Rate-hike pause as inflation dips
Last month, the Bank of England announced a pause in its long run of interest rate rises following an unexpected dip in the UK headline rate of inflation and ‘increasing signs’ that higher rates were starting to hurt the real economy.
Following its latest meeting, which concluded on 20 September, the BoE’s Monetary Policy Committee (MPC) voted by a narrow margin to leave Bank Rate unchanged at 5.25%. This was the first occasion since December 2021 that an MPC meeting had not resulted in the Bank’s benchmark rate of interest being raised.
The decision was clearly a very close call with four of the nine-member committee voting to increase rates by a further 0.25 percentage points. The minutes to the meeting also reiterated that the MPC would be prepared to raise rates again if there was ‘evidence of more persistent inflationary pressures.’ They also repeated previous guidance that monetary policy would remain ‘sufficiently restrictive for sufficiently long’ to return inflation back to its target level.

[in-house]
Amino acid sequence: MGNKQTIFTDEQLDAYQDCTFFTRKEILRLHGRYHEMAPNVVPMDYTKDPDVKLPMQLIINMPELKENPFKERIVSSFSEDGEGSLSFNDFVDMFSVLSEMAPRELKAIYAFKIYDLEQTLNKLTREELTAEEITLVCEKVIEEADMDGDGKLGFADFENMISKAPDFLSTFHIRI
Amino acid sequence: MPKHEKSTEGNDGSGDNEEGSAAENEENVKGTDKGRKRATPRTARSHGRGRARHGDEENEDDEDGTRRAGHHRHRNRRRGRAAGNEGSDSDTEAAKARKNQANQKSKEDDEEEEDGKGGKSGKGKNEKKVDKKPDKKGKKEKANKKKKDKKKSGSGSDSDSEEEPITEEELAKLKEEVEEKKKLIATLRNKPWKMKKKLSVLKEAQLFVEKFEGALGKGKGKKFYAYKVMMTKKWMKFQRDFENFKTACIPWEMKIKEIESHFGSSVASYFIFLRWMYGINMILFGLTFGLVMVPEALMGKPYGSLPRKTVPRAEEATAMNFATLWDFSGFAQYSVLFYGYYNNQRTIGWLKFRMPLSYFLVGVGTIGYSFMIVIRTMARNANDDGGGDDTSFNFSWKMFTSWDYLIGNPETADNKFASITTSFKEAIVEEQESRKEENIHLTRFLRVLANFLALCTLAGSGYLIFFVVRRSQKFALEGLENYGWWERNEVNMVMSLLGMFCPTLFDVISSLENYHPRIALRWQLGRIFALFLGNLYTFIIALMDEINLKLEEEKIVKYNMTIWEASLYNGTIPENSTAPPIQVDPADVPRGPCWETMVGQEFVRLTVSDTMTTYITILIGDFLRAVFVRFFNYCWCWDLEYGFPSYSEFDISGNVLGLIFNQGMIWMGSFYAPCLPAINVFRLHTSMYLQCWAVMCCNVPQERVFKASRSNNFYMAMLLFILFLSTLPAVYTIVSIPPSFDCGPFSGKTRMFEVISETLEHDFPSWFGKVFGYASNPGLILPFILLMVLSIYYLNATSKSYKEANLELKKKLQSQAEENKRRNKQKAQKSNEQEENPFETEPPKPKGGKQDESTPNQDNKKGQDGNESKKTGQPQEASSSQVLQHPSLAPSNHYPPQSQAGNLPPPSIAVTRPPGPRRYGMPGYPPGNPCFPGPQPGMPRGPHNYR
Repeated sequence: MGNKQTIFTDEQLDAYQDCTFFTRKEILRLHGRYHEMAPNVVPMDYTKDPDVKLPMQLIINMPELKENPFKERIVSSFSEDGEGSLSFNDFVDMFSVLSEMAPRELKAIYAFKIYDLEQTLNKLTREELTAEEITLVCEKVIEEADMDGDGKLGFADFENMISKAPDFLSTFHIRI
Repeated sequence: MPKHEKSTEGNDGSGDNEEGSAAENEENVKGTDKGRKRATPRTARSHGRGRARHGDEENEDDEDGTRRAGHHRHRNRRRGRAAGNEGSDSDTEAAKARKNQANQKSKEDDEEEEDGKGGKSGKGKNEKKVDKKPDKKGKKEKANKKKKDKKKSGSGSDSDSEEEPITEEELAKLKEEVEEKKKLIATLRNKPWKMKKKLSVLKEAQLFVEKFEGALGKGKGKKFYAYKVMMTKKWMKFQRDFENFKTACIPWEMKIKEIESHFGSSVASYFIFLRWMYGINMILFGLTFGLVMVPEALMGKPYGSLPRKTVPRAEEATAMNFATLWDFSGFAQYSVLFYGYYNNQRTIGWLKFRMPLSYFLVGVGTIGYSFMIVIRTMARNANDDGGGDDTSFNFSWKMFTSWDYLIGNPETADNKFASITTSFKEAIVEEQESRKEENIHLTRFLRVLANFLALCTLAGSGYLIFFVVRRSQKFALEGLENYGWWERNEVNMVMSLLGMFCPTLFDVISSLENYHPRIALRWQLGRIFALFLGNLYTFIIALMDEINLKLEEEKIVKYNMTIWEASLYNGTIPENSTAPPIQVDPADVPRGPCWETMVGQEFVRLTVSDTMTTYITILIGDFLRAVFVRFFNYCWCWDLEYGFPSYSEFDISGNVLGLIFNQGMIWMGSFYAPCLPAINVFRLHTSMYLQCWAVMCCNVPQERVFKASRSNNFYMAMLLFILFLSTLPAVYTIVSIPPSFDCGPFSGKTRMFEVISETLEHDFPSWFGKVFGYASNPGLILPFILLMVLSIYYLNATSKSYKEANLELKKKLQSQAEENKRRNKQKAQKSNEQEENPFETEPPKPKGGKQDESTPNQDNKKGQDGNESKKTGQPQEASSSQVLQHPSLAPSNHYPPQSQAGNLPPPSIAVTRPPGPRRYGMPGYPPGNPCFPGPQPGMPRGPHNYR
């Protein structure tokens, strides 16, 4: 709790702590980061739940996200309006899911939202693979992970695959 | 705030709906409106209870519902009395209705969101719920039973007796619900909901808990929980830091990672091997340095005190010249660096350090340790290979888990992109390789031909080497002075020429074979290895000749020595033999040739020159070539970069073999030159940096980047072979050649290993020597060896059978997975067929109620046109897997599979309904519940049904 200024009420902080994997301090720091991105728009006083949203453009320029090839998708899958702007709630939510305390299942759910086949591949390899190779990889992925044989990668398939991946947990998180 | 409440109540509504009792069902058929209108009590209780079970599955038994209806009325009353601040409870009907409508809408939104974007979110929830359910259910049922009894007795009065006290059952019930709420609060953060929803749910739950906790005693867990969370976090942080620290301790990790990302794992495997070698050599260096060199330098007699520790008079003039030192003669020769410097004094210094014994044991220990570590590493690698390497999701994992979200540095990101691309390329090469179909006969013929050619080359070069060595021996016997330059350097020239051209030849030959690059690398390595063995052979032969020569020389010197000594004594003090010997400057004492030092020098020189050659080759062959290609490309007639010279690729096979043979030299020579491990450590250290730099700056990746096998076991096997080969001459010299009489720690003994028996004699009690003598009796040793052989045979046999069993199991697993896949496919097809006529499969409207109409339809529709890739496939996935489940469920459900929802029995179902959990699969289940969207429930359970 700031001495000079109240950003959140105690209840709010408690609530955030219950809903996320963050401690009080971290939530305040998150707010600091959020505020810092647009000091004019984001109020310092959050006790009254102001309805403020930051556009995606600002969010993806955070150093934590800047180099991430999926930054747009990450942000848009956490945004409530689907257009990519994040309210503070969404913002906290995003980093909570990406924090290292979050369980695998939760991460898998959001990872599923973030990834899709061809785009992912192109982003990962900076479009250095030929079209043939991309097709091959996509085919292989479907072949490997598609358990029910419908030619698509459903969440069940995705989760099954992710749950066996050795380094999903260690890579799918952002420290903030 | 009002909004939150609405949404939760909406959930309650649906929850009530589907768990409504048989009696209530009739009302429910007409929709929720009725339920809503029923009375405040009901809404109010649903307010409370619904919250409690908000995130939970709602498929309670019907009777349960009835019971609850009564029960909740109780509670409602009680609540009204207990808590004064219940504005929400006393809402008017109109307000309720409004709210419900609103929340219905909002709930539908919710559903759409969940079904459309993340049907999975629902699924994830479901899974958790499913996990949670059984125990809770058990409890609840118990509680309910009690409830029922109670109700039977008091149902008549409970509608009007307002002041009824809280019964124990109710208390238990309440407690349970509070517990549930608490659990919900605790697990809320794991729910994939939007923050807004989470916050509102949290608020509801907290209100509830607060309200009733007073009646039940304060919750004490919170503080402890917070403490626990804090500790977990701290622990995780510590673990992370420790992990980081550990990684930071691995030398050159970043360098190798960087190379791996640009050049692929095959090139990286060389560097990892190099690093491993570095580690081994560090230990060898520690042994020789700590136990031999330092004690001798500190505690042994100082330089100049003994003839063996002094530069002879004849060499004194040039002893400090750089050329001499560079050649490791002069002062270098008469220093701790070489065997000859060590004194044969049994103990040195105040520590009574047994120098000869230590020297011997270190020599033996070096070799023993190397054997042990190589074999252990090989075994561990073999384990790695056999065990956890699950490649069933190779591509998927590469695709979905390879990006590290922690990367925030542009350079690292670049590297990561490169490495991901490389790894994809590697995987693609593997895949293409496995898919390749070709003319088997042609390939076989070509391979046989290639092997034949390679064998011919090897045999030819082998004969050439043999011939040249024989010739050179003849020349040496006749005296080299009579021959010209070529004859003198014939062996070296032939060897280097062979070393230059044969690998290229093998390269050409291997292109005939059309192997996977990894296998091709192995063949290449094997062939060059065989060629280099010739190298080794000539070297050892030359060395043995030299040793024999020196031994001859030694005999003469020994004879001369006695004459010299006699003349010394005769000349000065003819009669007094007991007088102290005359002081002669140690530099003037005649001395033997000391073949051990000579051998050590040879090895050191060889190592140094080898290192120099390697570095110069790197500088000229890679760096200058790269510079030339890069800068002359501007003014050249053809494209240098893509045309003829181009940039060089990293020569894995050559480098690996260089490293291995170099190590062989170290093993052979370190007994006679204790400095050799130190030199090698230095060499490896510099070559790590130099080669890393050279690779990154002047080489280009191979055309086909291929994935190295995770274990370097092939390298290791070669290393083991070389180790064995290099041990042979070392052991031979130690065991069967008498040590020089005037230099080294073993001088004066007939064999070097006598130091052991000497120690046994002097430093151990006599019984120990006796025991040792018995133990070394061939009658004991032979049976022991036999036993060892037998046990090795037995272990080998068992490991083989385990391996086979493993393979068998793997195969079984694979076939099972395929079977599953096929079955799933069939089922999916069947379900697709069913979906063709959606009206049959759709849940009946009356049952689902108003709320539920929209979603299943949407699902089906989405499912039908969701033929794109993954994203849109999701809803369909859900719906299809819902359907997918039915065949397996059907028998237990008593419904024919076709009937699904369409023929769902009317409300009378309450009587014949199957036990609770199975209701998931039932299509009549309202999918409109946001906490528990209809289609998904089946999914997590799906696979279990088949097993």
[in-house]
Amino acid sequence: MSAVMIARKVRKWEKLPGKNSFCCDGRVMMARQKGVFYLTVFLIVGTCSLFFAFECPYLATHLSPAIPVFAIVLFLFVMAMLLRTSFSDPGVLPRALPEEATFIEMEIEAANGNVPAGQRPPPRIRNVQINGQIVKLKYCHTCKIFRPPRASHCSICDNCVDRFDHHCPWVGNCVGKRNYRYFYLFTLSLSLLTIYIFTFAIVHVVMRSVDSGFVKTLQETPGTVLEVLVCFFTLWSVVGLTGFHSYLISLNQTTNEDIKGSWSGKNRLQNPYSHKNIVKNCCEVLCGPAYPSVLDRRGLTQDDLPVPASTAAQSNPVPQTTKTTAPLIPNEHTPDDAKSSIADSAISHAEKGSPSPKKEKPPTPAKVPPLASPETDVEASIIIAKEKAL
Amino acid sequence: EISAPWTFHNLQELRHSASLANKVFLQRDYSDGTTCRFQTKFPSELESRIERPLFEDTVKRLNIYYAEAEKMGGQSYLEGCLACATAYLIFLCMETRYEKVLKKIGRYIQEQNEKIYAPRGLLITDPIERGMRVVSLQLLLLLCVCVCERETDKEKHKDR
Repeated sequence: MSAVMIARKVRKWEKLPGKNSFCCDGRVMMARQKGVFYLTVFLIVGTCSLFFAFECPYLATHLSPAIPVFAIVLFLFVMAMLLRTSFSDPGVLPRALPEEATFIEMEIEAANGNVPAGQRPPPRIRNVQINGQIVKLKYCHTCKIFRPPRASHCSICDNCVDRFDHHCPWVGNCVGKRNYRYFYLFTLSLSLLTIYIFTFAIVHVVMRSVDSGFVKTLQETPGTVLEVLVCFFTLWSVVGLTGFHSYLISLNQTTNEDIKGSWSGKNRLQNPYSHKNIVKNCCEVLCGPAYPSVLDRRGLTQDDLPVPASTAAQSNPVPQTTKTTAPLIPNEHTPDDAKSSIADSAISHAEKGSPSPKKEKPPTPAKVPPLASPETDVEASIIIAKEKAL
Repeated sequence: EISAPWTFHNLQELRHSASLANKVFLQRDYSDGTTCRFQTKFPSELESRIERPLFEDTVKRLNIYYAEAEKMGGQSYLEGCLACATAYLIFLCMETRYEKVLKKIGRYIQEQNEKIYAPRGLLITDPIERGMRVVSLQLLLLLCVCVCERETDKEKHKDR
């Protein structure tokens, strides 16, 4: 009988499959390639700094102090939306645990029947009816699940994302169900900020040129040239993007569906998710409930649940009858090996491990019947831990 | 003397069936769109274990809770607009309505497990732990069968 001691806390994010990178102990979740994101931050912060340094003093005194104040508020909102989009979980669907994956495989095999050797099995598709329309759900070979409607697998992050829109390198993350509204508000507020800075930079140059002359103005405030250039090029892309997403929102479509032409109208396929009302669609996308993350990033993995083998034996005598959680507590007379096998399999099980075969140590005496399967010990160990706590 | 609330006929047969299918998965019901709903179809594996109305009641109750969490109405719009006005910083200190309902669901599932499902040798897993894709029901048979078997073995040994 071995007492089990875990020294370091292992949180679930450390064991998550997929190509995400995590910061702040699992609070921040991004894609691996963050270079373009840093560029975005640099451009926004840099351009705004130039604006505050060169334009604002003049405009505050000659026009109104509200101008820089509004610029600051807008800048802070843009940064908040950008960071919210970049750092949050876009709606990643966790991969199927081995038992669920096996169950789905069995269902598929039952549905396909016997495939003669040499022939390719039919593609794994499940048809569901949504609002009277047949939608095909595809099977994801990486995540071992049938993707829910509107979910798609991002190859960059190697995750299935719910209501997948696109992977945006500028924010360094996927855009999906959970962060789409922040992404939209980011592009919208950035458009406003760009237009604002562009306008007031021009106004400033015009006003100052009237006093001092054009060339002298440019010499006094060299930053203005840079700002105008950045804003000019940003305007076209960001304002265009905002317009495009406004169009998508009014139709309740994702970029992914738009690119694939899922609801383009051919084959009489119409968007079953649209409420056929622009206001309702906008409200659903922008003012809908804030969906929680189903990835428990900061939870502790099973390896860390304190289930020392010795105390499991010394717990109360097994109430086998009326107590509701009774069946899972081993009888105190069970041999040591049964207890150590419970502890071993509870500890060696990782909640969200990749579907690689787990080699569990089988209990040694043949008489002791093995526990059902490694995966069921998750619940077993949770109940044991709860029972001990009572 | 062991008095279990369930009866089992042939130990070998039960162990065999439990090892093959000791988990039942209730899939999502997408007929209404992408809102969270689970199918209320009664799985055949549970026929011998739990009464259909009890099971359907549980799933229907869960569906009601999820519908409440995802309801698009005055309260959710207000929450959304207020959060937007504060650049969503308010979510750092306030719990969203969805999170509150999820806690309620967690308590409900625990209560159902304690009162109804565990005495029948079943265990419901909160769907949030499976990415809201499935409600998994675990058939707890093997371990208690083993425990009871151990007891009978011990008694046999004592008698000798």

Commenting on the day the decision was announced, BoE Governor Andrew Bailey said, “Inflation has fallen a lot in recent months and we think it will continue to do so.” The Governor did, however, warn against “complacency” and “premature celebration” and added, “We need to be sure inflation returns to normal and we will continue to take the decisions necessary to do just that.”
Data published by the Office for National Statistics (ONS) the day before the MPC’s announcement had revealed a surprise fall in inflation. The Consumer Prices Index (CPI) 12-month rate – which compares prices in the current month with the same period a year earlier – fell to 6.7% in August, down from 6.8% in July. Most economists had predicted a slight uptick in August’s CPI rate primarily due to a rise in global fuel prices.
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